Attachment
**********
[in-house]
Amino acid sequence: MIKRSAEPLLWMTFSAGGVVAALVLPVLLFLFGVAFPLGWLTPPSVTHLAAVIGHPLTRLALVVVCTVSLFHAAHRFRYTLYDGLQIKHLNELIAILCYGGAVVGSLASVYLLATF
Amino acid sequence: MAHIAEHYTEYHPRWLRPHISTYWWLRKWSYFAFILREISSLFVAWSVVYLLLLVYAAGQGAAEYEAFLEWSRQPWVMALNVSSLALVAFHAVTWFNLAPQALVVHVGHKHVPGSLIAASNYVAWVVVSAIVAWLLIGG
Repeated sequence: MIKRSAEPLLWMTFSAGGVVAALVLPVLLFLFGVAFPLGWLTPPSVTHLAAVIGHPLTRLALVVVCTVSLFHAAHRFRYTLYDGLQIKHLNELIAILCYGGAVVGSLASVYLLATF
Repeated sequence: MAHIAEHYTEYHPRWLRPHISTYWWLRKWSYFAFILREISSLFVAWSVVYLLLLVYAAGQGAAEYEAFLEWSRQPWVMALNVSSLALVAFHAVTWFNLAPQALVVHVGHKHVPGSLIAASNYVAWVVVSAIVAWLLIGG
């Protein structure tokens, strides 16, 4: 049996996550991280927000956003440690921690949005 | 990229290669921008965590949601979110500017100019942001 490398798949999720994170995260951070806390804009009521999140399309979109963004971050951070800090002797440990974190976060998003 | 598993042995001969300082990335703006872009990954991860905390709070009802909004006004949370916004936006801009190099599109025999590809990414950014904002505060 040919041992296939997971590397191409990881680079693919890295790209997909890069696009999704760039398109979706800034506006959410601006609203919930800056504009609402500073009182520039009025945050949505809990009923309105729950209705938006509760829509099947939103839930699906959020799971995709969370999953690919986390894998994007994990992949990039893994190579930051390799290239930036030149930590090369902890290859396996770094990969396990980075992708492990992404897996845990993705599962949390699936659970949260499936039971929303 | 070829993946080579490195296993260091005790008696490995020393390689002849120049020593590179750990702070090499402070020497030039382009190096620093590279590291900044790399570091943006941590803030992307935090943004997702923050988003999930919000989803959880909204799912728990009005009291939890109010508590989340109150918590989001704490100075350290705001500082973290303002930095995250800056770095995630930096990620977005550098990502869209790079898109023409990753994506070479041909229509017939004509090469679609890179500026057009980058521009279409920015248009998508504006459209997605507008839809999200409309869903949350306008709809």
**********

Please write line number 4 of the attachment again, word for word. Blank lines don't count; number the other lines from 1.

Repeated sequence: MIKRSAEPLLWMTFSAGGVVAALVLPVLLFLFGVAFPLGWLTPPSVTHLAAVIGHPLTRLALVVVCTVSLFHAAHRFRYTLYDGLQIKHLNELIAILCYGGAVVGSLASVYLLATF